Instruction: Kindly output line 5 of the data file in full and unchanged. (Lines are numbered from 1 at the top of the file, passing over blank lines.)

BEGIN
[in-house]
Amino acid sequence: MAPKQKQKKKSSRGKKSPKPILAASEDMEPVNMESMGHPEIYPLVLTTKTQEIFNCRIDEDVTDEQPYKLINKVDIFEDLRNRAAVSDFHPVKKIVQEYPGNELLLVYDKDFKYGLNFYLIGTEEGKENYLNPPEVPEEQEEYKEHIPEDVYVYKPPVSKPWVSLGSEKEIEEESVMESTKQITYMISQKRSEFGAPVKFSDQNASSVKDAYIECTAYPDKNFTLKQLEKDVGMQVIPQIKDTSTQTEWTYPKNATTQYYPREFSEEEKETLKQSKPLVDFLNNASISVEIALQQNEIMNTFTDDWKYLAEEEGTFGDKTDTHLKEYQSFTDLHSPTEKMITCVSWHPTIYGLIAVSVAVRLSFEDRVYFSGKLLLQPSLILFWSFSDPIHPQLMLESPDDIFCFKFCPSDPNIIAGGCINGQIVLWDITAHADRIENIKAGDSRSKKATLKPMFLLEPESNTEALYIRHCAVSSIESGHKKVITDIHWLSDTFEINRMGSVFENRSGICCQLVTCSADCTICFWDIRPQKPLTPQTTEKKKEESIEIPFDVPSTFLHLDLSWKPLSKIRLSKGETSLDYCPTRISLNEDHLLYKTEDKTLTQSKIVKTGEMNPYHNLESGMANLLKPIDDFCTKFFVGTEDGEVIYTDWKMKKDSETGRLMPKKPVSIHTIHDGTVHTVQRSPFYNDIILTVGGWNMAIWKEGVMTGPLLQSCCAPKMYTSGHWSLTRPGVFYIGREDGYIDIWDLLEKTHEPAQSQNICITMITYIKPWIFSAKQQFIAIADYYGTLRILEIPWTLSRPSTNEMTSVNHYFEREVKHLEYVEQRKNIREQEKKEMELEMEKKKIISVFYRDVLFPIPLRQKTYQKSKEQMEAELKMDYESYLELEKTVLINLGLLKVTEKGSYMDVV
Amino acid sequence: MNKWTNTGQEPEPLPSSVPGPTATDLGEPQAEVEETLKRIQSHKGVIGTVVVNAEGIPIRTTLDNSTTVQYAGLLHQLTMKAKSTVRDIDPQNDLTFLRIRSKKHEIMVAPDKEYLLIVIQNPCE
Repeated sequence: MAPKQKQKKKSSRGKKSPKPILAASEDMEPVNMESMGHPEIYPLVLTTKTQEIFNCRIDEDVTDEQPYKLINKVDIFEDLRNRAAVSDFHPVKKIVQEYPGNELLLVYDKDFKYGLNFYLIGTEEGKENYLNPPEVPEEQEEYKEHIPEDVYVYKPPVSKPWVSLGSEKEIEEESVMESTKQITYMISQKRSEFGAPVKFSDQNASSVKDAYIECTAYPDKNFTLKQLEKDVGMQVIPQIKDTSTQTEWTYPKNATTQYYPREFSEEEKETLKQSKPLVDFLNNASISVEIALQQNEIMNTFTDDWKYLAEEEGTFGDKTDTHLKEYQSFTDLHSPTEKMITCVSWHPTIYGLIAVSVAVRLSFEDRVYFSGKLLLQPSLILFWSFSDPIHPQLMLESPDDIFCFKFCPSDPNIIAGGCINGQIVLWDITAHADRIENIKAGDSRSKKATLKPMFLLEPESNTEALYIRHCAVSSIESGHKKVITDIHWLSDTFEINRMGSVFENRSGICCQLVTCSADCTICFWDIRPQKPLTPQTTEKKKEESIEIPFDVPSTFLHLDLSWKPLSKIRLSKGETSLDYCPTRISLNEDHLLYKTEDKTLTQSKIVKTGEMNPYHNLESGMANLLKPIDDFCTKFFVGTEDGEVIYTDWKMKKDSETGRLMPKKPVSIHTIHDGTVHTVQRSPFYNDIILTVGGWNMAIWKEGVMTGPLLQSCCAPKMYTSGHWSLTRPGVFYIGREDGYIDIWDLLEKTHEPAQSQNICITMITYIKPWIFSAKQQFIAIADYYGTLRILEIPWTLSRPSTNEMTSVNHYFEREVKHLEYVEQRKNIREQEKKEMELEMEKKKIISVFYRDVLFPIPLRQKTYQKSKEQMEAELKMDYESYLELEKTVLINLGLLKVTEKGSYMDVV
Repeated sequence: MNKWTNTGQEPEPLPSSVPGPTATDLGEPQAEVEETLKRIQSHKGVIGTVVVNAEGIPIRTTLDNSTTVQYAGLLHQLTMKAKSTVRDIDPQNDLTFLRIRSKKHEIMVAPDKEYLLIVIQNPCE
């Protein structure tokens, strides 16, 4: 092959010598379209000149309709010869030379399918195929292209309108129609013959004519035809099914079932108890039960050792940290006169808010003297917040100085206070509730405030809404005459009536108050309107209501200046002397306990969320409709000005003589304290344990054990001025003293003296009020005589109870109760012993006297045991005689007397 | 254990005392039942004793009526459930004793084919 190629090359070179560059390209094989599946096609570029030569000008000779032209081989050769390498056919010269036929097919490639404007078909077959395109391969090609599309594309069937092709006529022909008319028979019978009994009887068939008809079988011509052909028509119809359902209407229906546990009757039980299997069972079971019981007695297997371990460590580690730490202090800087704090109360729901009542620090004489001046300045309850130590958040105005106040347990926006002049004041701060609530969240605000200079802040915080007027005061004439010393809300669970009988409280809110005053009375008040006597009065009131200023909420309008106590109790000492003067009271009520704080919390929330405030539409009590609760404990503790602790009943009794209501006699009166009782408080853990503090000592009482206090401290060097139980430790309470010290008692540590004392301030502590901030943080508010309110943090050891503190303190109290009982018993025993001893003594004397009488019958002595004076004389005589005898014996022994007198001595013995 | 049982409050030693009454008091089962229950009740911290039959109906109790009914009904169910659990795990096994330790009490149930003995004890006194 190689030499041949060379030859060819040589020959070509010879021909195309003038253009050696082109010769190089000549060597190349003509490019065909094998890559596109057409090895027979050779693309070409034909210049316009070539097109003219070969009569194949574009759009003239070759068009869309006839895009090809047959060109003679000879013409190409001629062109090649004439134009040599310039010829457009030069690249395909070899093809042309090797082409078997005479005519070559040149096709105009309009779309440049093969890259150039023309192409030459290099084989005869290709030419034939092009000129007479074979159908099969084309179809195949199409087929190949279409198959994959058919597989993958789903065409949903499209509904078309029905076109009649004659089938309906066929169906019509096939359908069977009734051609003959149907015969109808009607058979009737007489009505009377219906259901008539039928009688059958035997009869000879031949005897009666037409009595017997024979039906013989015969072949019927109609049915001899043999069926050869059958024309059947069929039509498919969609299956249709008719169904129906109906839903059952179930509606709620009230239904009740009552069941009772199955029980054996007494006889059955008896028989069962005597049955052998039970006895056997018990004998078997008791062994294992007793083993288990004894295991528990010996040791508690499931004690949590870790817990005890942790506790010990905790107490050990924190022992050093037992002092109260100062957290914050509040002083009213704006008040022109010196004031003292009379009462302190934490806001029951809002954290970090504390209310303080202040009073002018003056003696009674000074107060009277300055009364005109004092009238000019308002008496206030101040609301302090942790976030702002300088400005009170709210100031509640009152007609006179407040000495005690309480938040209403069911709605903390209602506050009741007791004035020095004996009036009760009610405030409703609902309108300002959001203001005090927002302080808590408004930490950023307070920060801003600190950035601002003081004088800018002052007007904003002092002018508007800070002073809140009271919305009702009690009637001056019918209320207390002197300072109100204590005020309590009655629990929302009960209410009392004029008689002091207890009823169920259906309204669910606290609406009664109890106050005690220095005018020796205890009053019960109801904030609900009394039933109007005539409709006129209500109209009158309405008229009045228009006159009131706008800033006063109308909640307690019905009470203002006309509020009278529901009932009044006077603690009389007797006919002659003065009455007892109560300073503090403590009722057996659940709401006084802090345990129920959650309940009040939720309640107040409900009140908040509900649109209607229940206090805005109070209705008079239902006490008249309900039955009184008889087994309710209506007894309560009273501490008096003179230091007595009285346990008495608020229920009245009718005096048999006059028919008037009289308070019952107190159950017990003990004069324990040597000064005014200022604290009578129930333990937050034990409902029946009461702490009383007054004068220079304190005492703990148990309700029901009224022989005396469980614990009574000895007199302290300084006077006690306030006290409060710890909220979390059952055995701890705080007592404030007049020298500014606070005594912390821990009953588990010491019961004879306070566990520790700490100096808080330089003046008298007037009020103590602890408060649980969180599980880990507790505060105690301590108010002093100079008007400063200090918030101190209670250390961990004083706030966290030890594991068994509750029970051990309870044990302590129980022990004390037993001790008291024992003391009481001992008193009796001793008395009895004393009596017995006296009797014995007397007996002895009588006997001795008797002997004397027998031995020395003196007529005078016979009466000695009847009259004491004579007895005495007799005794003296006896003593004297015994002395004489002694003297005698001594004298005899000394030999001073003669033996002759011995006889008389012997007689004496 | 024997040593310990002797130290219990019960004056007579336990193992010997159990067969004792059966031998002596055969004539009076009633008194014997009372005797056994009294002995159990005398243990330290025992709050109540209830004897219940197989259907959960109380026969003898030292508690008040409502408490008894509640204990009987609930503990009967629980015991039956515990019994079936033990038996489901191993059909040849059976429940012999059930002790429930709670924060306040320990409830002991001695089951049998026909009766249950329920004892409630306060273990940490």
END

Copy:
Repeated sequence: MNKWTNTGQEPEPLPSSVPGPTATDLGEPQAEVEETLKRIQSHKGVIGTVVVNAEGIPIRTTLDNSTTVQYAGLLHQLTMKAKSTVRDIDPQNDLTFLRIRSKKHEIMVAPDKEYLLIVIQNPCE